George Washington as Roman Emperor

“Few men have virtue to withstand the highest bidder.”
—George Washington (1732–1799)

Metropolitan Museum of Art, Giuseppe Ceracchi, George Washington, John L. Cadwalader, Sculpture, Bust, Marble, Art,

George Washington is on a pedestal in more ways than one.

By his peers and the public, George Washington was considered such a man, virtuous to a very high standard that he could not be corrupted. He was the overwhelming favorite to be the country’s first president; he twice won the presidency by unanimous vote by the Electoral College. This bust, in the permanent collection of the Metropolitan Museum of Art (MMA), idealizes the Father of Our Country further, as an ancient Roman emperor.

Happy Birthday to George Washington. According to the Julian calendar, which the British Empire and its colonies were following when Mr. Washington was born, his birth date is February 11, 1731; but the British adopted the Gregorian calendar 21 years later, and his birth date was moved to February 22, 1732.

Metropolitan Museum of Art, Giuseppe Ceracchi, George Washington, John L. Cadwalader, Sculpture, Bust, Marble, Art,

This bust is displayed in the American Wing.

Italian sculptor Giuseppe Ceracchi (1751–1801), who was born on July 4th before it was America’s Fourth of July, traveled to Philadelphia in 1791. The native of Florence Italy hoped the United States Congress would award him a commission for a monument commemorating the American Revolution. He had a plan to display his skill and attract attention. He modeled portraits from life of George Washington and other prominent Founding Fathers, including Thomas Jefferson, Alexander Hamilton, and John Jay. Later he carved them in marble. None of these men would pay for the finished bust, sitting for Signore Ceracchi only to encourage his art.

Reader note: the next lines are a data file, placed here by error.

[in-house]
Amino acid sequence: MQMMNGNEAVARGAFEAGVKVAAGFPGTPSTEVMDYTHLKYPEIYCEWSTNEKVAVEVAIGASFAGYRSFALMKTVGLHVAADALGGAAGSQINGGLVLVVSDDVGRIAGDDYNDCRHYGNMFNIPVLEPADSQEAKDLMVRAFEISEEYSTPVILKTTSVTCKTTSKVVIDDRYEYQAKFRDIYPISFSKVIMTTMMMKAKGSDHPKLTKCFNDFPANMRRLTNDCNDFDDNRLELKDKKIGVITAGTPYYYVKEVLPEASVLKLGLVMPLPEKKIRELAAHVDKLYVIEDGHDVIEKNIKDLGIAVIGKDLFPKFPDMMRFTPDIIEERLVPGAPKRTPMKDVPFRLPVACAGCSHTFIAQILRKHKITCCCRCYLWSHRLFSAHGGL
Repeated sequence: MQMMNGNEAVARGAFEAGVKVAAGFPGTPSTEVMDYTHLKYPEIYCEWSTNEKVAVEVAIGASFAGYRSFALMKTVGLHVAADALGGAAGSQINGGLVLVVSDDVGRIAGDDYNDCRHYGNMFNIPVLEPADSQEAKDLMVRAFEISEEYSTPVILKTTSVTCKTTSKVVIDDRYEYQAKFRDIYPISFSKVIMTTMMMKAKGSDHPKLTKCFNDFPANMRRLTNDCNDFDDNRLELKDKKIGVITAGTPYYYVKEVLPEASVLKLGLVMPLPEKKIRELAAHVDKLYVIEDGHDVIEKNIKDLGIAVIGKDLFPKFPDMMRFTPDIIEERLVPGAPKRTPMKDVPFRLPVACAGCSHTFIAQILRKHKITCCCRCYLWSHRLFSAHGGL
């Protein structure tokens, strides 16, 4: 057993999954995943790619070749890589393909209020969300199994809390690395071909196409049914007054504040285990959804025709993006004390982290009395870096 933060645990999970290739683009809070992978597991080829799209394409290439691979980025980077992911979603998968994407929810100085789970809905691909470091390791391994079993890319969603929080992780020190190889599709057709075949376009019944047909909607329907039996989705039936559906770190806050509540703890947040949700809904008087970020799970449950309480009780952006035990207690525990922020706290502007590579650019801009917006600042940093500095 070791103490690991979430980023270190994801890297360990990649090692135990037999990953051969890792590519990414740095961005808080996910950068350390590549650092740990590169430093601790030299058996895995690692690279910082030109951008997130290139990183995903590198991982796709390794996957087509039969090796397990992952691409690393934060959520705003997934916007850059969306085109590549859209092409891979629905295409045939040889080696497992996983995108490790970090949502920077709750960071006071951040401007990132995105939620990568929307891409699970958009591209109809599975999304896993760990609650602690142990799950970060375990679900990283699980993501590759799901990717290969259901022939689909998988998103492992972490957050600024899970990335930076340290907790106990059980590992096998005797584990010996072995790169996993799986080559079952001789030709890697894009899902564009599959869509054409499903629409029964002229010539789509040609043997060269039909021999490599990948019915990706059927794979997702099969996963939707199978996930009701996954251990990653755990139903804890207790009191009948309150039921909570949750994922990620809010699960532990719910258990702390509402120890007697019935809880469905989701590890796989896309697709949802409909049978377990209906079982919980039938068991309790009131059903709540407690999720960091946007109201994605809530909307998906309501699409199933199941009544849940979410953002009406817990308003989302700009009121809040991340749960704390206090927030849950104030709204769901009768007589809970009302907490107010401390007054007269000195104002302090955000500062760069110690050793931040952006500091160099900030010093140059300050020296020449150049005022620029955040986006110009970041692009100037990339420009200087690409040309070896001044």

Metropolitan Museum of Art, Giuseppe Ceracchi, George Washington, John L. Cadwalader, Sculpture, Bust, Marble, Art,

It was common practice to portray distinguished figures in Roman dress.

Sadly, Signore Ceracchi never received the order he had wished for from Congress. Because Signore Ceracchi sculpted in the Neo-Classical style, fashionable in the late 18th and early 19th centuries, Mr. Washington is shown as a Roman emperor. Carved in 1795, the overall dimensions of the bust, with the base, are 28 7/8 x 22 x 13 inches; the height, without the base, is 24.5 inches.

Metropolitan Museum of Art, Giuseppe Ceracchi, George Washington, John L. Cadwalader, Sculpture, Bust, Marble, Art,

Below the shoulders there is not any back.

The provenance of this marble portrait bust, which many of Mr. Washington’s contemporaries considered among the most lifelike to be made, is a fascinating story. This noble-looking work of art was the bequest to the MMA by John L. Cadwalader (1836–1914). Mr. Cadwalader was an avid collector of ornamental English porcelain, bronze Oriental figures, and Chippendale furniture. He had a direct connection with General Washington through his grandfather, Lambert Cadwalader, a Lieutenant Colonel in the Continental Army.

Metropolitan Museum of Art, Giuseppe Ceracchi, George Washington, John L. Cadwalader, Sculpture, Bust, Marble, Art,